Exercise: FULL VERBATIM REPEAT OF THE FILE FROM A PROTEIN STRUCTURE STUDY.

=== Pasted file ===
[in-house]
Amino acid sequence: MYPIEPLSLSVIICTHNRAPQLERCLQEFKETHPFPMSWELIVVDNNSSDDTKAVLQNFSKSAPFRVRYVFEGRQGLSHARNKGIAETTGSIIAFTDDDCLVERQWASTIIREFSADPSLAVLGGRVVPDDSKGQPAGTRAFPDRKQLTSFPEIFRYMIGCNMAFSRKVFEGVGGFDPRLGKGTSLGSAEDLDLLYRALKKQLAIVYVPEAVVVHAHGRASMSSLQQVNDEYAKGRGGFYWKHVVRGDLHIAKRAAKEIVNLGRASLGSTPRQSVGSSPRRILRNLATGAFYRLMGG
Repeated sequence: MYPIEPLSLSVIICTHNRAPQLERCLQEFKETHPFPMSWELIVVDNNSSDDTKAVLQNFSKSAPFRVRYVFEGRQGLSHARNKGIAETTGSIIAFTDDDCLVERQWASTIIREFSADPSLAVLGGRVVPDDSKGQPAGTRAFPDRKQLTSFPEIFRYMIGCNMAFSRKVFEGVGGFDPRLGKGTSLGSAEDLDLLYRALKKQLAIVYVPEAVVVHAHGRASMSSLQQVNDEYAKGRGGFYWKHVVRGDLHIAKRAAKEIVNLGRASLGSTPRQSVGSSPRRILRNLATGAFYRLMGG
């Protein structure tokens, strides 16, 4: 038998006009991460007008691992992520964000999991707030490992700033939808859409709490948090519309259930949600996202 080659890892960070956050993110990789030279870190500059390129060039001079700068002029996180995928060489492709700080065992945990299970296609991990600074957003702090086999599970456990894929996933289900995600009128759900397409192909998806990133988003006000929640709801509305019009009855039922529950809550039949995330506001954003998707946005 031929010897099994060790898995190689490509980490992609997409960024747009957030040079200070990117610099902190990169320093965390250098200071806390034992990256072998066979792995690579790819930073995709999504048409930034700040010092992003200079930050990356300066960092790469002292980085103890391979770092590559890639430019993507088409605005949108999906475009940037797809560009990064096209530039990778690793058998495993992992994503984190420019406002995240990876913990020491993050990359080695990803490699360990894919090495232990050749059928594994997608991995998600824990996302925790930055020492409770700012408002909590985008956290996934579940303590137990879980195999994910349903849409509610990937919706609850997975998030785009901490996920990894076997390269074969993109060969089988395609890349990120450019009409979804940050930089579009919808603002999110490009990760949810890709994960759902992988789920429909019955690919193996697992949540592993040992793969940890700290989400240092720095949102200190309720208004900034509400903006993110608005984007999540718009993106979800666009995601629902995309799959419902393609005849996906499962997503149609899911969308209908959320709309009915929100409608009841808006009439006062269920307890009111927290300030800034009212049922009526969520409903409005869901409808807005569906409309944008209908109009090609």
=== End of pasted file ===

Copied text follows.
[in-house]
Amino acid sequence: MYPIEPLSLSVIICTHNRAPQLERCLQEFKETHPFPMSWELIVVDNNSSDDTKAVLQNFSKSAPFRVRYVFEGRQGLSHARNKGIAETTGSIIAFTDDDCLVERQWASTIIREFSADPSLAVLGGRVVPDDSKGQPAGTRAFPDRKQLTSFPEIFRYMIGCNMAFSRKVFEGVGGFDPRLGKGTSLGSAEDLDLLYRALKKQLAIVYVPEAVVVHAHGRASMSSLQQVNDEYAKGRGGFYWKHVVRGDLHIAKRAAKEIVNLGRASLGSTPRQSVGSSPRRILRNLATGAFYRLMGG
Repeated sequence: MYPIEPLSLSVIICTHNRAPQLERCLQEFKETHPFPMSWELIVVDNNSSDDTKAVLQNFSKSAPFRVRYVFEGRQGLSHARNKGIAETTGSIIAFTDDDCLVERQWASTIIREFSADPSLAVLGGRVVPDDSKGQPAGTRAFPDRKQLTSFPEIFRYMIGCNMAFSRKVFEGVGGFDPRLGKGTSLGSAEDLDLLYRALKKQLAIVYVPEAVVVHAHGRASMSSLQQVNDEYAKGRGGFYWKHVVRGDLHIAKRAAKEIVNLGRASLGSTPRQSVGSSPRRILRNLATGAFYRLMGG
């Protein structure tokens, strides 16, 4: 038998006009991460007008691992992520964000999991707030490992700033939808859409709490948090519309259930949600996202 080659890892960070956050993110990789030279870190500059390129060039001079700068002029996180995928060489492709700080065992945990299970296609991990600074957003702090086999599970456990894929996933289900995600009128759900397409192909998806990133988003006000929640709801509305019009009855039922529950809550039949995330506001954003998707946005 031929010897099994060790898995190689490509980490992609997409960024747009957030040079200070990117610099902190990169320093965390250098200071806390034992990256072998066979792995690579790819930073995709999504048409930034700040010092992003200079930050990356300066960092790469002292980085103890391979770092590559890639430019993507088409605005949108999906475009940037797809560009990064096209530039990778690793058998495993992992994503984190420019406002995240990876913990020491993050990359080695990803490699360990894919090495232990050749059928594994997608991995998600824990996302925790930055020492409770700012408002909590985008956290996934579940303590137990879980195999994910349903849409509610990937919706609850997975998030785009901490996920990894076997390269074969993109060969089988395609890349990120450019009409979804940050930089579009919808603002999110490009990760949810890709994960759902992988789920429909019955690919193996697992949540592993040992793969940890700290989400240092720095949102200190309720208004900034509400903006993110608005984007999540718009993106979800666009995601629902995309799959419902393609005849996906499962997503149609899911969308209908959320709309009915929100409608009841808006009439006062269920307890009111927290300030800034009212049922009526969520409903409005869901409808807005569906409309944008209908109009090609």